Sign up ×
Stack Overflow is a question and answer site for professional and enthusiast programmers. It's 100% free.

If I want to limit font family usage across my site, say to 2 or 3 font different typefaces (e.g. Times, Arial, etc). Is there a way I can organize my CSS so that I have something like

 fontType1 is font-family: "Times New Roman", Times, serif;
 fontType2 is font-family: Arial, sans-serif  

Then for each of my UI elements that I style in the CSS, pick from the available font types, i.e. fontType1, fontType2. Likewise for my set of color choices.

If I change the font-family of fontType1, I want it go all the way across the site/stylesheet. I don't want to have to go into each css declaration and change it. If I want to change one of my site's "dark colors", I want it to go all the way across the site; I don't want to go into each usage of it and change it.

share|improve this question
... if limiting font-styles like this is not good, please let me know. Thanks. –  Ray Sep 8 '11 at 16:31
I don't understand. Your question seems to be your answer. Just pick one of those as the class of each of your UI elements. –  Justin Satyr Sep 8 '11 at 16:32
really don't know what you mean..can you explain further? –  David Nguyen Sep 8 '11 at 16:33
If I change the font-style of font1, I want it go all the way across the site. I don't want to have to go into each css declaration, and then change it. –  Ray Sep 8 '11 at 16:40
so you're asking if you can set a css variable? Like ? –  lnrbob Sep 8 '11 at 16:51

4 Answers 4

up vote 3 down vote accepted

If I understand your issue correctly, the best way (without using a preprocessor) would be:

.button, .promo{ /* Your list of selectors that need to use this font stack */

.small-print,.error{ /* Your list of selectors that need to use this font stack */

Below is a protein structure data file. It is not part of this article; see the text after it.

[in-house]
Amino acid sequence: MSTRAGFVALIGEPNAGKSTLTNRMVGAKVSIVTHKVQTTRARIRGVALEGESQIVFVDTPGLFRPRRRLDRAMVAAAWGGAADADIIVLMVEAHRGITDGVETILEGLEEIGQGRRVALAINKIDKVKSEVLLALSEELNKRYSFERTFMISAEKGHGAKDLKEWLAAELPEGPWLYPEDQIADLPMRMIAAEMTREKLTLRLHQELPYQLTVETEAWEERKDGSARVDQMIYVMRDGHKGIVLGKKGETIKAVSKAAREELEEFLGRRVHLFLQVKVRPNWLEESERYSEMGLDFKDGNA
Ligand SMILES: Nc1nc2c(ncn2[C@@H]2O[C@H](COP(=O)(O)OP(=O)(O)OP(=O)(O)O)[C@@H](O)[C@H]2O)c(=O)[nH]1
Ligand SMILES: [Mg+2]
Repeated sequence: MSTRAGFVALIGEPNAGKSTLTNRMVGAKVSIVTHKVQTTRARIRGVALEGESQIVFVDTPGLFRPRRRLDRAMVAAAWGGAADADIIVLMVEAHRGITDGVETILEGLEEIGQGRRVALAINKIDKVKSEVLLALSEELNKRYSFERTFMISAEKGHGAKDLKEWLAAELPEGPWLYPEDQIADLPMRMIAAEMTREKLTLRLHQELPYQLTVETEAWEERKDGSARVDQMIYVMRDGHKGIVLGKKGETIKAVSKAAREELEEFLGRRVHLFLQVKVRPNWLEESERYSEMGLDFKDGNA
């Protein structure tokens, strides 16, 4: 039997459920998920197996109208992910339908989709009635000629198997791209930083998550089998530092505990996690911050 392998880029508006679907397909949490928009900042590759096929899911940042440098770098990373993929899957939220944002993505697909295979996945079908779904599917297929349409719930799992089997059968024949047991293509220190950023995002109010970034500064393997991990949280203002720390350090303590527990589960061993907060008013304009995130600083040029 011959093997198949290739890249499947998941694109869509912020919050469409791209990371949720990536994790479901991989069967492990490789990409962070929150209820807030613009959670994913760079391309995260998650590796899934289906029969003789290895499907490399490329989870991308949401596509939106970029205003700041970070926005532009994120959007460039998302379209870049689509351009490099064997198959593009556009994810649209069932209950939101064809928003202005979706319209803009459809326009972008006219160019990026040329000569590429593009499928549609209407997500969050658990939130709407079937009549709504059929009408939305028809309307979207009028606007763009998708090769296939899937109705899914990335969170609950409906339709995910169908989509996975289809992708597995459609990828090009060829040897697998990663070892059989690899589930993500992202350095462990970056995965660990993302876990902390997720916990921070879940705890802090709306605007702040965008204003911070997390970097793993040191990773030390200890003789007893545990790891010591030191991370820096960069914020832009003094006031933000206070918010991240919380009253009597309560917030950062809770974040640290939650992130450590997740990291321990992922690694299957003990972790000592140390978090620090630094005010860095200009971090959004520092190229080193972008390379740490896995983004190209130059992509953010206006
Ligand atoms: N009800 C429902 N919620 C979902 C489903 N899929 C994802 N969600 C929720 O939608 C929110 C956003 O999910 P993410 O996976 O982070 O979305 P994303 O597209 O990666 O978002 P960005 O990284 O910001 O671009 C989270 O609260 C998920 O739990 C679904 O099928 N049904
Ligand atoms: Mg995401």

#nav,#footer{ /* Your list of selectors that need to use this font stack */

This doesn't rely on JS, it won't bloat your HTML, and the best thing is that you can update all instances at once :)

This way you only need to add new selectors to your list, and don't have to redefine your families. Have that in a 'Shared' section. I write about it here: (do a find for 'Shared').


share|improve this answer
Thanks H -- this looks like an approach that will work, although I will have to update the list every time I add a new selector. Perhaps doing this extra step and the maintenance of having a Table of Contents, as you described in your article, is a good step. I'm going to keep this question open just a little longer, to see if anyone has another technique to accomplish this end goal -- i.e. common fonts and colors used throughout. –  Ray Sep 8 '11 at 18:42
Adding a selector to the list is no more effort than adding a declaration to a ruleset. You'd have to write something somewhere if you want a new element to adopt the styling :) –  csswizardry Sep 8 '11 at 18:45
Yah, good point. And the organization seems like a benefit -- seeing what uses what in your whole site / stylesheet. I'm liking it! :-) –  Ray Sep 8 '11 at 19:12

There's no way to do this directly with CSS but it's one of the major features of libraries such as Sass, LESS, and Compass. LESS can be compiled by server-side or client-side Javascript, and Sass is compiled with Ruby. Compass is a library that allows compiling Sass outside the context of a Rails or Ruby web app.